Figure skaters usually try to take their skates on planes as carry-on luggage, but since the September 11, 2001 tragedy, skaters can't always be certain if they can carry their skates on to a plane.
Some airlines won't allow figure skates to be carried on to a plane because they think that figure skating blades are sharp objects that could possibly be used a weapons.
Call the Airline In Advance:
If a figure skater must travel by air, it is recommended that the skater check in advance with the airline to see what they say about carrying skates on to a plane. Even if you are told it is okay, there is a chance you could be told by someone at the gate that your skates will need to be checked.
Before boarding a plane, it has been suggested to put skate blades inside thick fuzzy soakers or inside skate guards. That way, the airline TSA authorities will not be bothered by a blade's sharpness or big toe picks.
Pack Skates In a Small Bag:
Also, if the skates are packed in a small skate bag (such as a skate bag from Rainbo Sports) they will be considered the small personal item that is allowed to be carried on to the plane.
Before arriving at the airport, clearly mark a skate bag with your name, cell phone number, email address, and destination. If the airline insists on checking your skates, double check that the bag is actually marked to go to your final destination. Put the checked bag receipts in a safe place.
Some airlines might not allow your skates to be carried on to the plane, but may allow your skates to be "gate-checked." Items that are "gate-checked" are put in a different area of the plane than checked items. Travelers carry those items up to the plane's entry door and then they are loaded on to the plane. When passengers exit the plane, items are picked up at the plane's entry door, rather than at baggage claim, before travelers head for the terminal. There have been some instances where items that have been "gate-checked" have temporarily been lost, so "gate-checking" doesn't guarantee that skates won't be misplaced.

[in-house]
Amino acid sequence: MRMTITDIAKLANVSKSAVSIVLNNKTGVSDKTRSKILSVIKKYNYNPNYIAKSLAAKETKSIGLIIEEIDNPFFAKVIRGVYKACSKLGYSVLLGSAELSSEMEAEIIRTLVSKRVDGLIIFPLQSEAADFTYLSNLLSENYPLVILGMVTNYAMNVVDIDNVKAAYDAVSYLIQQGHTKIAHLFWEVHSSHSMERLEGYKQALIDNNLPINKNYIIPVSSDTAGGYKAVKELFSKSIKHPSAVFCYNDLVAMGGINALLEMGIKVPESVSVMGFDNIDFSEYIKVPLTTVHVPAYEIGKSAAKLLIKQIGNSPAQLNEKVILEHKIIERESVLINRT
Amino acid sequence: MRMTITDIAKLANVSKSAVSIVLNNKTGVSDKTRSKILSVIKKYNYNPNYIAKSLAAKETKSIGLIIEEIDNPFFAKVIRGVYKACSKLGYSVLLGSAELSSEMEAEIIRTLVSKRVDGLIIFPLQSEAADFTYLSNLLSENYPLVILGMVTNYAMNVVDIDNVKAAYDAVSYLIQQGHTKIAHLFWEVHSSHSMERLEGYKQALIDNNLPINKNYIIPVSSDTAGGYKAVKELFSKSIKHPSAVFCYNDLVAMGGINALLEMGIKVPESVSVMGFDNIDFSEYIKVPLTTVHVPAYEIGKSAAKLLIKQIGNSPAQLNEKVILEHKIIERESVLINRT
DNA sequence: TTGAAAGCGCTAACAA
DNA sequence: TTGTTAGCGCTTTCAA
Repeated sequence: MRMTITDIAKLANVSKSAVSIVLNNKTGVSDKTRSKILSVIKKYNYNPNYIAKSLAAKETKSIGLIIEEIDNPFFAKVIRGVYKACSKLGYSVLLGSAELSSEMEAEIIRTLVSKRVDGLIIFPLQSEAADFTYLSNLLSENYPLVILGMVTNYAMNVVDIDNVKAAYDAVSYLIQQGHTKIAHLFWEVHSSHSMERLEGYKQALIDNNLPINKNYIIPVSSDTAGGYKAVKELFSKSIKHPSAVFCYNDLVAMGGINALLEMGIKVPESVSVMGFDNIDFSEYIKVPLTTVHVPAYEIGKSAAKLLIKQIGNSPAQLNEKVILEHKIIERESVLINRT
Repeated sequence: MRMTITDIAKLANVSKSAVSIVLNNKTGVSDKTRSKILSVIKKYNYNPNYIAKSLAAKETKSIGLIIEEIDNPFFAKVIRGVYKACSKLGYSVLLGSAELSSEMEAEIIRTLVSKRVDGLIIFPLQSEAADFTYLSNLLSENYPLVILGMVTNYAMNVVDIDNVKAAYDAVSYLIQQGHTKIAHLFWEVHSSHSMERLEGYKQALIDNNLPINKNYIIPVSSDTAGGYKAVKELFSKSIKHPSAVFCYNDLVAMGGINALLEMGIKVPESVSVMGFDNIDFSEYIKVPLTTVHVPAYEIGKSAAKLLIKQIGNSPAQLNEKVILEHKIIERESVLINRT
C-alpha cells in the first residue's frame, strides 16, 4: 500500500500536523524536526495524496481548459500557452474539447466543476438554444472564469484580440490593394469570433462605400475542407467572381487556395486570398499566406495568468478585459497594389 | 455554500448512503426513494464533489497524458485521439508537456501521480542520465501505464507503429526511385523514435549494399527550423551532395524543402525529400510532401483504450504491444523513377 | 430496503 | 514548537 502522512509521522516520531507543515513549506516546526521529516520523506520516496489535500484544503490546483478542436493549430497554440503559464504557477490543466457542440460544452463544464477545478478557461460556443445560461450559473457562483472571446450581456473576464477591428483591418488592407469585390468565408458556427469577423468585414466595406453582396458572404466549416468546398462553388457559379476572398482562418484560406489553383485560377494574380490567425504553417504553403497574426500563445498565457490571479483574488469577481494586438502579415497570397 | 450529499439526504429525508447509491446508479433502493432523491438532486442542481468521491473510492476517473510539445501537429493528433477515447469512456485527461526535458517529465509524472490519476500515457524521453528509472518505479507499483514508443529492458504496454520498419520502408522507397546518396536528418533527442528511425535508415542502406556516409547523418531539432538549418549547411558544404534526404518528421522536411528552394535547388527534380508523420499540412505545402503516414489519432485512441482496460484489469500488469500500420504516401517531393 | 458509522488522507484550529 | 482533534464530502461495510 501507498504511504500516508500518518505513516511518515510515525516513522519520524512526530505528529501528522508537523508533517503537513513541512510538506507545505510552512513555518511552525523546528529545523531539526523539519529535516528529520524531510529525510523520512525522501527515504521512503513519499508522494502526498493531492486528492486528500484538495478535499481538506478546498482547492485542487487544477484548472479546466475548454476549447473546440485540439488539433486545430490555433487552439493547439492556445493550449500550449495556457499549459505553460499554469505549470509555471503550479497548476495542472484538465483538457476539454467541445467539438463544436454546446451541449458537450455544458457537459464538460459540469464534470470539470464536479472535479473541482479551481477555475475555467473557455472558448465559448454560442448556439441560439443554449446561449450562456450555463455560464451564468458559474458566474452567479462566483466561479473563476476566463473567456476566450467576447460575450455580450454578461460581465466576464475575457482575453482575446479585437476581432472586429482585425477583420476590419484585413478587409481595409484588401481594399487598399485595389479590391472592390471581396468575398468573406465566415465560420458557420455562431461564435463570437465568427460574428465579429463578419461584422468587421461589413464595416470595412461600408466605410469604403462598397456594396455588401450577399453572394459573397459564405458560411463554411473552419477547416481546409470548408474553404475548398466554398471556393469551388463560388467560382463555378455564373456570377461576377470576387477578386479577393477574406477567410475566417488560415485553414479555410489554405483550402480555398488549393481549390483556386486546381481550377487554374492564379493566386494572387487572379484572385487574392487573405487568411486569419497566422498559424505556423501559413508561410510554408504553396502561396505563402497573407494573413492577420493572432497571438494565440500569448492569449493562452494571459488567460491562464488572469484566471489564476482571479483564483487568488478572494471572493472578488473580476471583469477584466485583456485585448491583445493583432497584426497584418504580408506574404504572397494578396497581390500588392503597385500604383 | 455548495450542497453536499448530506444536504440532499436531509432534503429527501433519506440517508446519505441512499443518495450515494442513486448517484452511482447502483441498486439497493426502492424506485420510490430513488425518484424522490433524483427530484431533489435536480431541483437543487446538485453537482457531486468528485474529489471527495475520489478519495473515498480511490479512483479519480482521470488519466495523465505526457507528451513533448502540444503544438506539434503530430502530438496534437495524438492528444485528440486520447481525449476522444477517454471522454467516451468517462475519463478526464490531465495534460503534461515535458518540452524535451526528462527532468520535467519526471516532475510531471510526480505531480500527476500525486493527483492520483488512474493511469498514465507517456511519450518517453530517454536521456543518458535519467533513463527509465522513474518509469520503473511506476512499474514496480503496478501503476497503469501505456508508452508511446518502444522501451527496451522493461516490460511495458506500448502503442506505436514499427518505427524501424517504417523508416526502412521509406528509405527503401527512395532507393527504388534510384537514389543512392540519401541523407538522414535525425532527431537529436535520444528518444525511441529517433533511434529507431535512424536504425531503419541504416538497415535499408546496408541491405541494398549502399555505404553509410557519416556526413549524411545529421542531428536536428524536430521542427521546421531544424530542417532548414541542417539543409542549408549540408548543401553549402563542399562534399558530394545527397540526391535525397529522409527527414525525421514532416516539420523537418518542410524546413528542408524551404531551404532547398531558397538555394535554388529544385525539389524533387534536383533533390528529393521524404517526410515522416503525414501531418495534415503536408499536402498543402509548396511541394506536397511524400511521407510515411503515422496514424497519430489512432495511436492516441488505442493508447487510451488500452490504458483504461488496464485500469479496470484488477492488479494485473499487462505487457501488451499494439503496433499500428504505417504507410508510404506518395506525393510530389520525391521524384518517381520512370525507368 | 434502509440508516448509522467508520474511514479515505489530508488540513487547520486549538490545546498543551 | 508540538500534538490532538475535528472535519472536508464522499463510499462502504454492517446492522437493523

If skates can't be carried on to a plane, some skaters find someone in their family, or at their rink or figure skating club who is driving instead of flying to a figure skating competition to bring their skates. That may not be the greatest idea since the skater will be away from his or her skates until the driver arrives with the skates.
A few skaters have have suggested shipping their skates to a competition destination. There is a problem with that option since there is a possibility that the skates could arrive at the hotel before the skater arrives.
A Figure Skater's Horror Story: Airline Loses a Figure Skater's Skates:Delta Airlines lost Jordan McCreary's skates, but she competed anyway at the 2011 National Solo Dance Championships in rental skates. Her story makes it clear that carrying figure skates on to a plane is the best option if possible.
On Thursday, September 22, 2011, the McCreary family boarded a plane from Maryland and headed for the Nationals Solo Ice Dance Championships in Colorado. Jordan was excited!
The airline authorities in Maryland would not permit Jordan's skates and competition costume to be carried on to the plane; those items were required to be included as checked luggage. That decision caused a competitive figure skater's "nightmare." When the plane arrived in Denver, Jordan's skates and competition costume did not arrive. The items were missing.
The lost luggage department of Delta Airlines made it clear that they would search for the lost skates and competition items, but made no promises that anything would be found in less than 24 hours.
It is unheard of for a figure skater to compete in a competition like the National Solo Dance Championships in rental skates. Even borrowing someone else's skates would have been a challenge for Jordan. Fortunately, Jordan McCreary was able to make the most out of what seemed like an impossible situation, but most of the time, skates lost by airlines mean that a figure skater can't compete.